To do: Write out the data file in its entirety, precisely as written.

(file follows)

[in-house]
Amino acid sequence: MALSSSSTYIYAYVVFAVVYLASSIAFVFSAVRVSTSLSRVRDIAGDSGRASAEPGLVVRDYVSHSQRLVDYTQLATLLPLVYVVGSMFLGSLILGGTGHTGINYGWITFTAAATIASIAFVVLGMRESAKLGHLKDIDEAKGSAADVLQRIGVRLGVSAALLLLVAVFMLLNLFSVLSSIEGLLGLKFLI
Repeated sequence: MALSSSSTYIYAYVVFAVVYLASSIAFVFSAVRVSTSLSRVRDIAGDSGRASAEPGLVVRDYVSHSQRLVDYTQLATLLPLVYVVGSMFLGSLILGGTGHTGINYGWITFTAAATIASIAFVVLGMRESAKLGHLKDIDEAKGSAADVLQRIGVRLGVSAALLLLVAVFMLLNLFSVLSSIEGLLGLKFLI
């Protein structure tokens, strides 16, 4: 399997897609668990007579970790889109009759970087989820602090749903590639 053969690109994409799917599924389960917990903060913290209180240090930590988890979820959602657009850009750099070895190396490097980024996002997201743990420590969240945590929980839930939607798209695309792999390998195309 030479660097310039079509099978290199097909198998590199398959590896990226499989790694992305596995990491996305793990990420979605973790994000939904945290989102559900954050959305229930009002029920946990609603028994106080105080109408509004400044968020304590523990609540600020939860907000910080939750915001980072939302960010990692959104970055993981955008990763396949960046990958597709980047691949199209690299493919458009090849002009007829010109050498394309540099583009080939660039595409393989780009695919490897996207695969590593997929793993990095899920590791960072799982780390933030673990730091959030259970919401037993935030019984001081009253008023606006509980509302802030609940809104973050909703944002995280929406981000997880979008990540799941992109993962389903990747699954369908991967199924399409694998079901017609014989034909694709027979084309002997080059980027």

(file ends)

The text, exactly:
[in-house]
Amino acid sequence: MALSSSSTYIYAYVVFAVVYLASSIAFVFSAVRVSTSLSRVRDIAGDSGRASAEPGLVVRDYVSHSQRLVDYTQLATLLPLVYVVGSMFLGSLILGGTGHTGINYGWITFTAAATIASIAFVVLGMRESAKLGHLKDIDEAKGSAADVLQRIGVRLGVSAALLLLVAVFMLLNLFSVLSSIEGLLGLKFLI
Repeated sequence: MALSSSSTYIYAYVVFAVVYLASSIAFVFSAVRVSTSLSRVRDIAGDSGRASAEPGLVVRDYVSHSQRLVDYTQLATLLPLVYVVGSMFLGSLILGGTGHTGINYGWITFTAAATIASIAFVVLGMRESAKLGHLKDIDEAKGSAADVLQRIGVRLGVSAALLLLVAVFMLLNLFSVLSSIEGLLGLKFLI
């Protein structure tokens, strides 16, 4: 399997897609668990007579970790889109009759970087989820602090749903590639 053969690109994409799917599924389960917990903060913290209180240090930590988890979820959602657009850009750099070895190396490097980024996002997201743990420590969240945590929980839930939607798209695309792999390998195309 030479660097310039079509099978290199097909198998590199398959590896990226499989790694992305596995990491996305793990990420979605973790994000939904945290989102559900954050959305229930009002029920946990609603028994106080105080109408509004400044968020304590523990609540600020939860907000910080939750915001980072939302960010990692959104970055993981955008990763396949960046990958597709980047691949199209690299493919458009090849002009007829010109050498394309540099583009080939660039595409393989780009695919490897996207695969590593997929793993990095899920590791960072799982780390933030673990730091959030259970919401037993935030019984001081009253008023606006509980509302802030609940809104973050909703944002995280929406981000997880979008990540799941992109993962389903990747699954369908991967199924399409694998079901017609014989034909694709027979084309002997080059980027």